July 24, 2006

Start Editing Now! with Bill Davis

Review by Steve Douglas

There are several books on the market that aspire to teaching the novice filmmaker editing theory and techniques. Many are good while some leave a lot to be desired. Start Editing Now, produced by Videocraft Workshop has taken a new approach with this 2 DVD disc tutorial set. Designed to get the new editor up and running with the correct approach, Start Editing Now contains 4 basic lessons covering straight cuts and cutaways, pacing of the video and dialogue and the use of the B-roll footage to avoid jump cuts, and affect scene pacing. These lessons, presented by the very experienced and amiable Bill Davis, are all on Disc One, which runs about 35 minutes. While the lessons given on Disc One use Final Cut Pro as the demonstrating NLE, this DVD set may be used with any editing solution on either Mac or PC.

The really unique aspect of this tutorial can be found in the supplied media found on Disc Two. This second disc contains all the media necessary to produce 3 separate scenes ranging from a single actor's attempts to make a call for takeout food, another scene displaying two actors on a first date, with an alternative third actor serving as the waiter, and the final scene of one upping between two actors on the golf links. It is certainly recommended that you copy the media from the disc to your hard drive as it will play far more smoothly that way and is best for importing into your NLE.

Dead serious or comedy, how you switch between takes is up to you.

Each scene has multiple takes that you may choose from to create very different approaches to the scene with results ranging from the comedic to serious. It is having the option to vary the beginning, middle and end results of each scene that enables you to apply the lessons from disc one. With so many choices you just may be at your editing bay for hours on end having tons of fun mixing and adjusting. It is up to you. By having the scenes there for you, with so many multiple and different takes, you are not limited to the footage you may have shot on your own which might not be varied enough to make as many pacing adjustments as you have here. There are numerous scenes in these videos capturing two people talking. What this tutorial helps you learn is how to make it all interesting for the audience, how to use your master shots and when to switch to B-roll in order to maintain consistency, visual interest and pace. Just as important is Bill Davis's attention to the pacing of the dialogue itself. One very important tip affecting how we might use dialogue is one I use frequently myself, and that is to turn away and just listen to what is on the timeline. Listening can be just as important to the editor as seeing.

Included on Disc 2 of Start Editing Now are PDF clip guides and Lesson Maps. The lesson maps are there for each of the 3 major scenes and display the media's many scenes and different takes for each scene. It is recommended that you print each one up before actually beginning building your scenes. It will keep you organized and aware of the multiple takes you may take advantage of.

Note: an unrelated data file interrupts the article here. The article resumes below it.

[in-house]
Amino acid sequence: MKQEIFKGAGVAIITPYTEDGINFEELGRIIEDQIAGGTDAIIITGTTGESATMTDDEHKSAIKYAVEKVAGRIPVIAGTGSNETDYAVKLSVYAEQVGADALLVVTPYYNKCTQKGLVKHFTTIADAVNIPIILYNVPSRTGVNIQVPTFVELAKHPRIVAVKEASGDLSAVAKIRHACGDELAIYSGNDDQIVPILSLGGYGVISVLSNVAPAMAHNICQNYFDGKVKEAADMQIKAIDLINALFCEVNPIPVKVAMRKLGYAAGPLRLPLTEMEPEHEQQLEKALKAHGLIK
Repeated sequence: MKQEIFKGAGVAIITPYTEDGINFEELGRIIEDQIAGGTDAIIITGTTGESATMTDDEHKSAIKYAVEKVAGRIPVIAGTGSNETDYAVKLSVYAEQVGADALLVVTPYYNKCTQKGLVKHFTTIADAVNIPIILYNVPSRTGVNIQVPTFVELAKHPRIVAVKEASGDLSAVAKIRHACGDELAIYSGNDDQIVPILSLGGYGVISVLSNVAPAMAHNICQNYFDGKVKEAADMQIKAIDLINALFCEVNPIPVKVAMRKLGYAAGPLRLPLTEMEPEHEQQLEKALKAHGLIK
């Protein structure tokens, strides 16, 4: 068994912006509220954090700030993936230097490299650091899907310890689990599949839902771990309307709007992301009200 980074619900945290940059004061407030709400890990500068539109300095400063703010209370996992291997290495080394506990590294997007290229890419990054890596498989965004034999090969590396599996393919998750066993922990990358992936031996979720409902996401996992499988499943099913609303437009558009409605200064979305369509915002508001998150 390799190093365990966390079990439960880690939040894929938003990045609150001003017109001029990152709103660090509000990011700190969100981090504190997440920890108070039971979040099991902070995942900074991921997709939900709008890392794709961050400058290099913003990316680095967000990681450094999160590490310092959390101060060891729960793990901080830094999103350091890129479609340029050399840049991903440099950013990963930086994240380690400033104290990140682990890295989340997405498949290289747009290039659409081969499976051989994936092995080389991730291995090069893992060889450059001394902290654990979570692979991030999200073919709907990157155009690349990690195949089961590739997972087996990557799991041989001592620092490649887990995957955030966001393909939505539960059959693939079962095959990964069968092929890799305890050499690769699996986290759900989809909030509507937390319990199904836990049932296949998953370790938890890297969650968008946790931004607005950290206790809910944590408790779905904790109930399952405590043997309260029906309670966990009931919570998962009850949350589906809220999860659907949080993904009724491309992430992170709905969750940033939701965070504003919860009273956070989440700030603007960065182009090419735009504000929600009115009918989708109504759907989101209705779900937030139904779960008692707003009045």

By utilizing and varying different takes and camera positions, you will learn how variety will affect the pacing and continuity of your film.

The clip guides provide both large and smaller thumbnails to work from. Each will provide which clips are for what lesson, scene and take.

My bottom line is that I have always been of the belief that, like playing an instrument, you must have a feel and aptitude for the art of editing. Learning to be an editor, while demanding practice, continuing to learn new tricks, tips and techniques, demands a feel for the pace and interest the editor seeks to create. One can be technically savvy and yet never be able to have a feel for a story in the editing bay. Using the Start Editing Now DVDs may be just what the new or struggling editor needs to bring his or her understanding and skills up to snuff.

Steve Douglas is an underwater videographer and contributor to numerous film festivals around the world. A winner of the 1999 Pacific Coast Underwater Film Competition, 2003 IVIE competition, 2004 Los Angeles Underwater Photographic competition, and the prestigious 2005 International Beneath the Sea Film Competition, Steve has also worked on the feature film "The Deep Blue Sea", contributed footage to the Seaworld Park's Atlantis production, as well as for recent History channel shows and is one of the principal organizers of the San Diego UnderSea Film Exhibition. Steve leads both underwater filming expeditions and African safaris with upcoming filming excursions to Kenya, Bali & Komodo, the Philippines, and Palau. Feel free to contact him if you are interested in joining Steve on any of these trips. www.worldfilmsandtravel.com


copyright © Steve Douglas 2006

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